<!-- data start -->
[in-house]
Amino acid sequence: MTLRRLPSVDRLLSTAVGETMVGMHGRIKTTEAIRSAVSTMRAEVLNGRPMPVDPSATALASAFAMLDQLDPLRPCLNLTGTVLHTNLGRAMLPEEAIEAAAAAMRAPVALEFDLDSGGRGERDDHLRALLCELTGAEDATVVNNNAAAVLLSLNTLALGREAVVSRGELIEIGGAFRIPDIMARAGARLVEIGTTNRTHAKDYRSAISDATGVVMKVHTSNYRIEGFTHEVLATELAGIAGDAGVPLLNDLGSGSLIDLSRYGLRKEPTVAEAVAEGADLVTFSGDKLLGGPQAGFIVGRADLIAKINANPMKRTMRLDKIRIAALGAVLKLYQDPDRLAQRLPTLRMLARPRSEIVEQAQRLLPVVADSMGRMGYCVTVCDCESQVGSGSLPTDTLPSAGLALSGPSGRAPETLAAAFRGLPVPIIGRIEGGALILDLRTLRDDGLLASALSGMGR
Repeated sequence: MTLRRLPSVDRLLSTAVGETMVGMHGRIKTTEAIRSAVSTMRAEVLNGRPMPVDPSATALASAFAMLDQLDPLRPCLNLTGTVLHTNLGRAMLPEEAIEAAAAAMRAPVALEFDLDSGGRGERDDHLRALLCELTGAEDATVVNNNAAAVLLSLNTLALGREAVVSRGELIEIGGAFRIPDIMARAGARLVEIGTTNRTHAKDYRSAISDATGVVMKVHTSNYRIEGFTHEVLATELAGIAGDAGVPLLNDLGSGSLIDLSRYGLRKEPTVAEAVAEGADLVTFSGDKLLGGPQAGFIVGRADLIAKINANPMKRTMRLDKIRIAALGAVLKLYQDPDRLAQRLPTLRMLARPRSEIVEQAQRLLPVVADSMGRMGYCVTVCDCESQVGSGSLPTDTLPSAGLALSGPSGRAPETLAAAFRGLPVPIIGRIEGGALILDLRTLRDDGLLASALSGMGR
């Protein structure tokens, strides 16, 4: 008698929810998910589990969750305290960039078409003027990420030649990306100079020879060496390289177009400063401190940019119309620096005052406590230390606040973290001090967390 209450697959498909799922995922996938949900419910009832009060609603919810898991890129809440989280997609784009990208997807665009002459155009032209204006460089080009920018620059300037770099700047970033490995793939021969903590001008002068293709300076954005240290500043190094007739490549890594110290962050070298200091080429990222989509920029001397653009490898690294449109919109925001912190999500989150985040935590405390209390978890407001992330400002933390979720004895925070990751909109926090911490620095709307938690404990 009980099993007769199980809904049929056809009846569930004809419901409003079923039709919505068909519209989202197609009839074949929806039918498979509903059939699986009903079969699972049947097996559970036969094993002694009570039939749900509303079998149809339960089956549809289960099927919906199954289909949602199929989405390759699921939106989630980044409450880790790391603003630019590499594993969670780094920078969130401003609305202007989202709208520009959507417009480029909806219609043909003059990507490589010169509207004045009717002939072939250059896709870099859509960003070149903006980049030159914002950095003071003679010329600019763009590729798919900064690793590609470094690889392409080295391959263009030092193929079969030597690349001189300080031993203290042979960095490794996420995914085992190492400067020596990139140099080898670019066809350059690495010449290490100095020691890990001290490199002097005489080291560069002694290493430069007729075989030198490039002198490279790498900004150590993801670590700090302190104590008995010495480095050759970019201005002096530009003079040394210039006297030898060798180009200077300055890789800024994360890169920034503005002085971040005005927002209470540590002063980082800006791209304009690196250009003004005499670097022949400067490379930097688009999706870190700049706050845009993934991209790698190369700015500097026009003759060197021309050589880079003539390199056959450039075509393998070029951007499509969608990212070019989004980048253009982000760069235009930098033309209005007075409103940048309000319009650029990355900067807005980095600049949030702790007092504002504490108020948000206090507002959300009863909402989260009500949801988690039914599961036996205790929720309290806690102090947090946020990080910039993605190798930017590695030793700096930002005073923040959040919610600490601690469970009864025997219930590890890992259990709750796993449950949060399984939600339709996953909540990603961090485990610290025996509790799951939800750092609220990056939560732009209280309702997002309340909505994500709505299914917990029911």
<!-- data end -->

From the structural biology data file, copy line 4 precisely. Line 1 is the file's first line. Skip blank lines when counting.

């Protein structure tokens, strides 16, 4: 008698929810998910589990969750305290960039078409003027990420030649990306100079020879060496390289177009400063401190940019119309620096005052406590230390606040973290001090967390 209450697959498909799922995922996938949900419910009832009060609603919810898991890129809440989280997609784009990208997807665009002459155009032209204006460089080009920018620059300037770099700047970033490995793939021969903590001008002068293709300076954005240290500043190094007739490549890594110290962050070298200091080429990222989509920029001397653009490898690294449109919109925001912190999500989150985040935590405390209390978890407001992330400002933390979720004895925070990751909109926090911490620095709307938690404990 009980099993007769199980809904049929056809009846569930004809419901409003079923039709919505068909519209989202197609009839074949929806039918498979509903059939699986009903079969699972049947097996559970036969094993002694009570039939749900509303079998149809339960089956549809289960099927919906199954289909949602199929989405390759699921939106989630980044409450880790790391603003630019590499594993969670780094920078969130401003609305202007989202709208520009959507417009480029909806219609043909003059990507490589010169509207004045009717002939072939250059896709870099859509960003070149903006980049030159914002950095003071003679010329600019763009590729798919900064690793590609470094690889392409080295391959263009030092193929079969030597690349001189300080031993203290042979960095490794996420995914085992190492400067020596990139140099080898670019066809350059690495010449290490100095020691890990001290490199002097005489080291560069002694290493430069007729075989030198490039002198490279790498900004150590993801670590700090302190104590008995010495480095050759970019201005002096530009003079040394210039006297030898060798180009200077300055890789800024994360890169920034503005002085971040005005927002209470540590002063980082800006791209304009690196250009003004005499670097022949400067490379930097688009999706870190700049706050845009993934991209790698190369700015500097026009003759060197021309050589880079003539390199056959450039075509393998070029951007499509969608990212070019989004980048253009982000760069235009930098033309209005007075409103940048309000319009650029990355900067807005980095600049949030702790007092504002504490108020948000206090507002959300009863909402989260009500949801988690039914599961036996205790929720309290806690102090947090946020990080910039993605190798930017590695030793700096930002005073923040959040919610600490601690469970009864025997219930590890890992259990709750796993449950949060399984939600339709996953909540990603961090485990610290025996509790799951939800750092609220990056939560732009209280309702997002309340909505994500709505299914917990029911």